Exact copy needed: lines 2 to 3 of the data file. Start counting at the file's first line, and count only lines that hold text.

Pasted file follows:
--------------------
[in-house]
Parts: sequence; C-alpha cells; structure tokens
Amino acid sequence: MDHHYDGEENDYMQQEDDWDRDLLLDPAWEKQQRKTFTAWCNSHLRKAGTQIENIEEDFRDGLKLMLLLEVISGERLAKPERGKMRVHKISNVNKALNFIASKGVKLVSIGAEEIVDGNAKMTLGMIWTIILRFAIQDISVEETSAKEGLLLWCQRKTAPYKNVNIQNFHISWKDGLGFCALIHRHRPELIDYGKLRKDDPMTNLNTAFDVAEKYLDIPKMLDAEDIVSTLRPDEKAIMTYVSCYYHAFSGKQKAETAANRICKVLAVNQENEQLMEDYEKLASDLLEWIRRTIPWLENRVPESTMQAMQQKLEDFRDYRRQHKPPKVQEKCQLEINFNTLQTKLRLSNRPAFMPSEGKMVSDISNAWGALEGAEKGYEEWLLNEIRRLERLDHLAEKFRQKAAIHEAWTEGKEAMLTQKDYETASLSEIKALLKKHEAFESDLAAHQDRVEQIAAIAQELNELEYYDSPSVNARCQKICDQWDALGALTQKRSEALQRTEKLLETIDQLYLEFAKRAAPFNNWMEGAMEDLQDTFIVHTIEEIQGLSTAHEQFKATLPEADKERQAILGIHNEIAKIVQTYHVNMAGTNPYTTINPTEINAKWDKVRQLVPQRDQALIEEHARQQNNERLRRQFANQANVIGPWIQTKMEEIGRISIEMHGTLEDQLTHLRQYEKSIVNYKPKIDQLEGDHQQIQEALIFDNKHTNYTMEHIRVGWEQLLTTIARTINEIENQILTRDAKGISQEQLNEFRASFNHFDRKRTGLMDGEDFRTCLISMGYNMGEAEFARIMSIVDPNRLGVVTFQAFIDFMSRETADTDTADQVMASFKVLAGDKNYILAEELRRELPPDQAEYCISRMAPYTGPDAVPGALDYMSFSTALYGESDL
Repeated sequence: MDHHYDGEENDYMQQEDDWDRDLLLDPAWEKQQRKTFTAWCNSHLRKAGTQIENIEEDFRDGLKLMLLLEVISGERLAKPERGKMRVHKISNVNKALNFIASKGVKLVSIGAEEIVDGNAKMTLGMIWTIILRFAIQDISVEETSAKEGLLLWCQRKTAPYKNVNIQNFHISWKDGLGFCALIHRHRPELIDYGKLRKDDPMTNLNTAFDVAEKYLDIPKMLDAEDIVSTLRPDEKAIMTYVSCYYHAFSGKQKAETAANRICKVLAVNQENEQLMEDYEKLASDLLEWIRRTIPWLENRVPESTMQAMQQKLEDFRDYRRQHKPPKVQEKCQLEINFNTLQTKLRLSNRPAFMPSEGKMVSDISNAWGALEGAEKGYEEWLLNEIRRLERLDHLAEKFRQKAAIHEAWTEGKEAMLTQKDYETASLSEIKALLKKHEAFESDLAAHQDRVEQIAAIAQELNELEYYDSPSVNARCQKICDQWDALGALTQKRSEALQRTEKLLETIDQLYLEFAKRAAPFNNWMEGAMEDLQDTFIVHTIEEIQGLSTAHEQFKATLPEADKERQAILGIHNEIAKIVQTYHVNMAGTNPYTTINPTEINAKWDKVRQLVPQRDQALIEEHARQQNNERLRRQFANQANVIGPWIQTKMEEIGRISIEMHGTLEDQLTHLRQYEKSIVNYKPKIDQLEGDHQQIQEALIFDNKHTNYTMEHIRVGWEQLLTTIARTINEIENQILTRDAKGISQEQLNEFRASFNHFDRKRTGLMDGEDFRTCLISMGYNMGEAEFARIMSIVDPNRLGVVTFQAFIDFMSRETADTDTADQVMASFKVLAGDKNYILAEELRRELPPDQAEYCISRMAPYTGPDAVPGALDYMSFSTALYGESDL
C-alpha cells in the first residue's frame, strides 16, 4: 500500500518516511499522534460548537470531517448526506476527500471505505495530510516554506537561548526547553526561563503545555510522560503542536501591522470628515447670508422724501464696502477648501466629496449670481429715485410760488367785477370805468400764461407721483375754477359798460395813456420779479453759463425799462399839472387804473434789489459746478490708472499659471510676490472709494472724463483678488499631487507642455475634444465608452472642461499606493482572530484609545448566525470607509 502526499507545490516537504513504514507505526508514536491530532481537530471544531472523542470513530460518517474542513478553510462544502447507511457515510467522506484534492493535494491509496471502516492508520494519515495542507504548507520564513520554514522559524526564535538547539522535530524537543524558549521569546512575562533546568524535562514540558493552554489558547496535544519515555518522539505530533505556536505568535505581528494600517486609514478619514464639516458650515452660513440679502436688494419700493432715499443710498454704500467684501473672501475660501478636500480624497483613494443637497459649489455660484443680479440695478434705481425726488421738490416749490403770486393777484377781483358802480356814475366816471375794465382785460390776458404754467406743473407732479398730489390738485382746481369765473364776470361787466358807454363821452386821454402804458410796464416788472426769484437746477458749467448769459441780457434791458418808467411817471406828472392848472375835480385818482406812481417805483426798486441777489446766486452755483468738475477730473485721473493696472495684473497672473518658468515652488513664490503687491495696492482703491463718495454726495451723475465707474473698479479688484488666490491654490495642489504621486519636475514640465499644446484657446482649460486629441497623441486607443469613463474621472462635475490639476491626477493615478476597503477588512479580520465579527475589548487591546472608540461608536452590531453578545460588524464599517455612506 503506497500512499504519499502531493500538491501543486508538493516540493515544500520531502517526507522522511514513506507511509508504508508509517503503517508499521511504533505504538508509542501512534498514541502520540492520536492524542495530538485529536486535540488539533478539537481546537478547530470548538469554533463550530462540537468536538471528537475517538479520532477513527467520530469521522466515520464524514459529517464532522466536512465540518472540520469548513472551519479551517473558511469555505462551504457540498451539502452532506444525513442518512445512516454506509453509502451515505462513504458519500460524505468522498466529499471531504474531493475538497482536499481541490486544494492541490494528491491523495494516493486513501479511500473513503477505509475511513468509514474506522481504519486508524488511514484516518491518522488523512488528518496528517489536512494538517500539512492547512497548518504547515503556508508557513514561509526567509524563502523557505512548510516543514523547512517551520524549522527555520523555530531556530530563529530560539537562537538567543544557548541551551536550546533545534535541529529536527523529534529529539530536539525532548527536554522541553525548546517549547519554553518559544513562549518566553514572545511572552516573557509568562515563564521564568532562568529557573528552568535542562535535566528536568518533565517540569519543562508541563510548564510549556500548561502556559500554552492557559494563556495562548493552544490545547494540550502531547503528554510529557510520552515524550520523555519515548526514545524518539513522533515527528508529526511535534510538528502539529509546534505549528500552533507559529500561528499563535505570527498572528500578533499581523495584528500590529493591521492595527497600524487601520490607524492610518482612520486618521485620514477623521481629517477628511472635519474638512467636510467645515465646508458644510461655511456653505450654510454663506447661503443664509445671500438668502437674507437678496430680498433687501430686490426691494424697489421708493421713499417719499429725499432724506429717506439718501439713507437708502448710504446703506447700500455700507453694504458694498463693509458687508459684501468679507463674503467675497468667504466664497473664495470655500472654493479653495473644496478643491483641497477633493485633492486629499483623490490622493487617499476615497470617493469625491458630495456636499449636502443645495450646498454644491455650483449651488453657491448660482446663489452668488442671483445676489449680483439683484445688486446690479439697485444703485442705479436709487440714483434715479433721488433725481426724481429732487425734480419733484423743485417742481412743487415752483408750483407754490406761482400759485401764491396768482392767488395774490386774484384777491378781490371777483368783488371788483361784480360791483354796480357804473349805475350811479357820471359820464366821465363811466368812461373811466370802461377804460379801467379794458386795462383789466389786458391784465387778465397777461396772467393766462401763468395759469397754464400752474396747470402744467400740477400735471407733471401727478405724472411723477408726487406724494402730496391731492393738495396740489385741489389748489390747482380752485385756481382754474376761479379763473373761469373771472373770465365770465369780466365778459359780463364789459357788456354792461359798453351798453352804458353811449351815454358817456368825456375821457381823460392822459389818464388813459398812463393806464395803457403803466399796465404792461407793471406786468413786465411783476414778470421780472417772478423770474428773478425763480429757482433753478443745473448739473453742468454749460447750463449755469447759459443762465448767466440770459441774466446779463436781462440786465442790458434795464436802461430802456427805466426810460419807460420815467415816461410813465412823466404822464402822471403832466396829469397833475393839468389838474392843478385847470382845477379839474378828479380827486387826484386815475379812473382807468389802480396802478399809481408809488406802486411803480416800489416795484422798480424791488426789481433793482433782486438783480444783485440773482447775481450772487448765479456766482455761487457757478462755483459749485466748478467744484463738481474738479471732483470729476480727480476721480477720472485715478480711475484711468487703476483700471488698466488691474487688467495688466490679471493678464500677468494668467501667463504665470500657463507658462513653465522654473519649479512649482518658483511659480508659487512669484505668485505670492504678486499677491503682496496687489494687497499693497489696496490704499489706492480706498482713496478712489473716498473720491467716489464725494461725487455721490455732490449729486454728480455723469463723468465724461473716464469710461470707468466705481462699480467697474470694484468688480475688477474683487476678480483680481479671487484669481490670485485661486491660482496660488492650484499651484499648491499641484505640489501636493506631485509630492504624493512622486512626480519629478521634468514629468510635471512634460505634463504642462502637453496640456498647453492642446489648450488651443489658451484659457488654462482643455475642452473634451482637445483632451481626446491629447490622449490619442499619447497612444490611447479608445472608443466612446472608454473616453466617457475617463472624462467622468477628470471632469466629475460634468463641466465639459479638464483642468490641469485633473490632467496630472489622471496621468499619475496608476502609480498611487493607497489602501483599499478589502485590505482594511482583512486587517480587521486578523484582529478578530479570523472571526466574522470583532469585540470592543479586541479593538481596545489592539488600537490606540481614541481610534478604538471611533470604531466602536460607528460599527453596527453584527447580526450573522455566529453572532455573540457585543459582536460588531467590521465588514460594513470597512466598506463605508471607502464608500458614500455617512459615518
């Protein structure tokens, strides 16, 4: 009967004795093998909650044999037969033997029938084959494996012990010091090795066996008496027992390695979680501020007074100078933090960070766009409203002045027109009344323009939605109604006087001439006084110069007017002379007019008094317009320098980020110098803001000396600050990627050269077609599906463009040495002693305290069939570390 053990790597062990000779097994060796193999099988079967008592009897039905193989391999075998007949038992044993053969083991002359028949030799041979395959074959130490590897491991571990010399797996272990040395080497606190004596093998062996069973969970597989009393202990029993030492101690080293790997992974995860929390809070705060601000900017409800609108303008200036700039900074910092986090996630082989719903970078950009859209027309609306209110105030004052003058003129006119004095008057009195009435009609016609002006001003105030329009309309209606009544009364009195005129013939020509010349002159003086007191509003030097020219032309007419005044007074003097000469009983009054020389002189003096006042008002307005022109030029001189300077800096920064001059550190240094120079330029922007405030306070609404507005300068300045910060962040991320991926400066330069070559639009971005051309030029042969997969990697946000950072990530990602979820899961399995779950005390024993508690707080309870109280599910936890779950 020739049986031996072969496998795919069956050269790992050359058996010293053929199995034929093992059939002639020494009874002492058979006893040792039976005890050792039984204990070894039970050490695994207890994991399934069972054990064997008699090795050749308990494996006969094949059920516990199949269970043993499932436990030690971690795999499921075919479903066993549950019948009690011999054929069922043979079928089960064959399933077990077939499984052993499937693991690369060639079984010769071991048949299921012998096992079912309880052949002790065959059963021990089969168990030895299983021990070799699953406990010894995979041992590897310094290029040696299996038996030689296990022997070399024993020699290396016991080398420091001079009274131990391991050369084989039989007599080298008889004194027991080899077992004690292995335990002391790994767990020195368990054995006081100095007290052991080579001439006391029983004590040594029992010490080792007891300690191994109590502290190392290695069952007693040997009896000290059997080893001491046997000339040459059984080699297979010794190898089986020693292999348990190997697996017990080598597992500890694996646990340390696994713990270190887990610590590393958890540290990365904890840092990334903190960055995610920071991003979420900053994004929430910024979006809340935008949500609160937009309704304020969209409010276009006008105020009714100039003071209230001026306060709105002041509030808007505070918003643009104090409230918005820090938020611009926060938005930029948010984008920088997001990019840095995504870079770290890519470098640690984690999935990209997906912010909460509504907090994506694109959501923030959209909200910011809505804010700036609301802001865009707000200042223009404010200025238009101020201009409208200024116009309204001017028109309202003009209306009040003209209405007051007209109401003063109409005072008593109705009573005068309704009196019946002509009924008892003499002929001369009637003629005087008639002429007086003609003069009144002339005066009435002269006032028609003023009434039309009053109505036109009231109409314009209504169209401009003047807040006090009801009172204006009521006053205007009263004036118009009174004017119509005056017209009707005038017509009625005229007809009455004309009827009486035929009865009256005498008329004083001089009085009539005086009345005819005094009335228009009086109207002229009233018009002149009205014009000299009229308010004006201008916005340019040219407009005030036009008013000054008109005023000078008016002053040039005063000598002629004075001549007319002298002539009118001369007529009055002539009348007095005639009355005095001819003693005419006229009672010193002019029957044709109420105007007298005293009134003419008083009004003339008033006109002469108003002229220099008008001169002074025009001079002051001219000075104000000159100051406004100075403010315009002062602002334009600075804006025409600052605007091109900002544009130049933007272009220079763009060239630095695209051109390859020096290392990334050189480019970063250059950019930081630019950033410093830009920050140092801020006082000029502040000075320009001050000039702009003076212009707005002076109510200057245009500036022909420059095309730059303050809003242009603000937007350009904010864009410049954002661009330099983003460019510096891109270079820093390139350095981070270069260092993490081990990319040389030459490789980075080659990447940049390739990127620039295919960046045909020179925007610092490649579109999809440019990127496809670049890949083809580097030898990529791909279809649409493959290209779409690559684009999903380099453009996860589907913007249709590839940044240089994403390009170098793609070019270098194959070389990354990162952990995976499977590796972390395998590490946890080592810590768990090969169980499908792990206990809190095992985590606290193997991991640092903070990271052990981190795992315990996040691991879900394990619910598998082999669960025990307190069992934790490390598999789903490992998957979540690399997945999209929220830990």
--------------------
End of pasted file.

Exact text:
Parts: sequence; C-alpha cells; structure tokens
Amino acid sequence: MDHHYDGEENDYMQQEDDWDRDLLLDPAWEKQQRKTFTAWCNSHLRKAGTQIENIEEDFRDGLKLMLLLEVISGERLAKPERGKMRVHKISNVNKALNFIASKGVKLVSIGAEEIVDGNAKMTLGMIWTIILRFAIQDISVEETSAKEGLLLWCQRKTAPYKNVNIQNFHISWKDGLGFCALIHRHRPELIDYGKLRKDDPMTNLNTAFDVAEKYLDIPKMLDAEDIVSTLRPDEKAIMTYVSCYYHAFSGKQKAETAANRICKVLAVNQENEQLMEDYEKLASDLLEWIRRTIPWLENRVPESTMQAMQQKLEDFRDYRRQHKPPKVQEKCQLEINFNTLQTKLRLSNRPAFMPSEGKMVSDISNAWGALEGAEKGYEEWLLNEIRRLERLDHLAEKFRQKAAIHEAWTEGKEAMLTQKDYETASLSEIKALLKKHEAFESDLAAHQDRVEQIAAIAQELNELEYYDSPSVNARCQKICDQWDALGALTQKRSEALQRTEKLLETIDQLYLEFAKRAAPFNNWMEGAMEDLQDTFIVHTIEEIQGLSTAHEQFKATLPEADKERQAILGIHNEIAKIVQTYHVNMAGTNPYTTINPTEINAKWDKVRQLVPQRDQALIEEHARQQNNERLRRQFANQANVIGPWIQTKMEEIGRISIEMHGTLEDQLTHLRQYEKSIVNYKPKIDQLEGDHQQIQEALIFDNKHTNYTMEHIRVGWEQLLTTIARTINEIENQILTRDAKGISQEQLNEFRASFNHFDRKRTGLMDGEDFRTCLISMGYNMGEAEFARIMSIVDPNRLGVVTFQAFIDFMSRETADTDTADQVMASFKVLAGDKNYILAEELRRELPPDQAEYCISRMAPYTGPDAVPGALDYMSFSTALYGESDL